Nigeria has received more time from a London court to appeal in a $10 billion arbitration case. Friday’s Commercial Court ruling, however, did not specify the length of the extension in the long-running dispute. Process & Industrial Developments won a $6.6 billion arbitration award after a 2010 deal to carry out a gas project in Nigeria collapsed. This has been accruing interest since 2013 and now totals nearly $10 billion, which if Nigeria has to payout would dent the oil-producing country’s foreign reserves. The country has alleged corruption in the contract and the ruling will allow the government more time to investigate. According to a spokesman for Nigeria’s attorney general the country will now proceed to a full hearing of the fraud challenge in the coming months following the ruling. Nigeria had sought permission to appeal the award, despite having missed the original 28-day appeal deadline. It said new information only came to light in late 2019.

Security agencies have been placed on red alert following reports that the Boko Haram insurgents were plotting to attack Abuja, the nation’s capital. The Defence Headquarters explained that the Armed Forces and other security agencies would ensure effective surveillance of the Federal Capital Territory and other states of the country. A security report from the Nigeria Customs Service had indicated that members of the Boko Haram terrorists group have flooded the FCT and were planning to carry out coordinated attacks on five identified locations. The service listed Kunyam Bush along airport road off DIA Staff Quarters, Abuja; Robochi/Gwagwalada Forest; Kwaku forest, Kuje, Abuja; Unaisha forest in Toto Local Government of Nasarawa State and Gegu forest, close to Idu town in Kogi State, as some of the areas where the terrorists were reported to have set up their camps. But defence spokesman, Maj. Gen. John Enenche, in a statement on Sunday, said preventive and preemptive intelligence was ongoing to thwart the plot.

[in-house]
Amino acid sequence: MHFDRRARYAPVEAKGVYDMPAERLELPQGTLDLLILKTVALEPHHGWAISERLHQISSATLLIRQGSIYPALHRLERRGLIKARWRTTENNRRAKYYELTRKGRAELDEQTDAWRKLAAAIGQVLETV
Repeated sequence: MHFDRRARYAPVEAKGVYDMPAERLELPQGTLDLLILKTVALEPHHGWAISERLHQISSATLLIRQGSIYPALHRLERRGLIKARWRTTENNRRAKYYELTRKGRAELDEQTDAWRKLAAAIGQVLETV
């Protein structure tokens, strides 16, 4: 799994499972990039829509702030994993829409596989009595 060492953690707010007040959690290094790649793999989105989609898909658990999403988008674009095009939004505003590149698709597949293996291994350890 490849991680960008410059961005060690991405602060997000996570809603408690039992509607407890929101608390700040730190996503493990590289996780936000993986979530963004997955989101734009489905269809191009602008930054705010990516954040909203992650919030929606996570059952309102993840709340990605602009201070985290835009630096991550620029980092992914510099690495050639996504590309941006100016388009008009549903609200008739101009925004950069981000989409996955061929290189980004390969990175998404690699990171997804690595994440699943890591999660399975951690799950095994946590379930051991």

The Central Bank of Nigeria has frozen the bank accounts of 38 Nigerian companies including that of Adebutu Kessington, Nigerian billionaire known as Baba Ijebu. The decision comes months after the Economic and Financial Crimes Commission launched an investigation into the activities of Adebutu for alleged tax fraud and economic sabotage. The development is even as the scarcity of dollars at the parallel market during the week forced the naira down to N465 against a US dollar. The CBN’s Director of Banking Supervision, Bello Hassan, in a statement, asked banks to place the accounts of the 38 companies on Post-No-Debit (PND) order. Premium Times had reported that Segun, one of Adebutu’s children and other management officials of Premier Lotto were in January detained at the EFCC office in Lagos. The officials of the commission had said the investigation was as a result of a petition submitted by Western Lotto, another betting company run by late Buruji Kashamu. The probe might be expanded to include other betting companies and investigate claims of sharp practices and how some firms allegedly withhold funds from winning customers as the country is presently facing one of its biggest dollar crunch in recent years with the impact hurting critical sectors of the economy.

A farmer organisation has said that floods washed away at least two million tons of rice in Nigeria, the second-largest importer of the grain. This indicates more than 25% of the previously projected national output of 8 million tons. In Kebbi for instance, at least 450,000 hectares (1.2 million acres) were said to have been destroyed, according to Mohammed Sahabi, the state chairman of the Rice Farmers Association of Nigeria. Kebbi is the country’s main rice-growing state. Planters had targeted a 2.5 million ton contribution to the national basket, but will now meet less than 20% of that. Farmers in five other states — Kano, Nigeria, Enugu, Jigawa and Nasarawa — also reported damage. The farmers had forecasted flooding this year but didn’t expect that the damage will this extensive, Sahabi said. They are looking at only 500,000 tons of harvest, he added. The National Emergency Management Agency had reported that nearly 50 people died in Nigerian floods this year as torrential rains caused the country’s two main rivers to overflow. The agency had warned that at least 28 of the 36 states were at risk of flooding due to heavy rainfall. Other crops such as sorghum, millet and corn were also affected. Nigeria’s rice production was about 6.7 million tons in the last three years, with imports seen declining by 200,000 tons in 2020 from 1.2 million tons last year as price-sensitive consumers switch to local staples, according to the U.S. Department of Agriculture.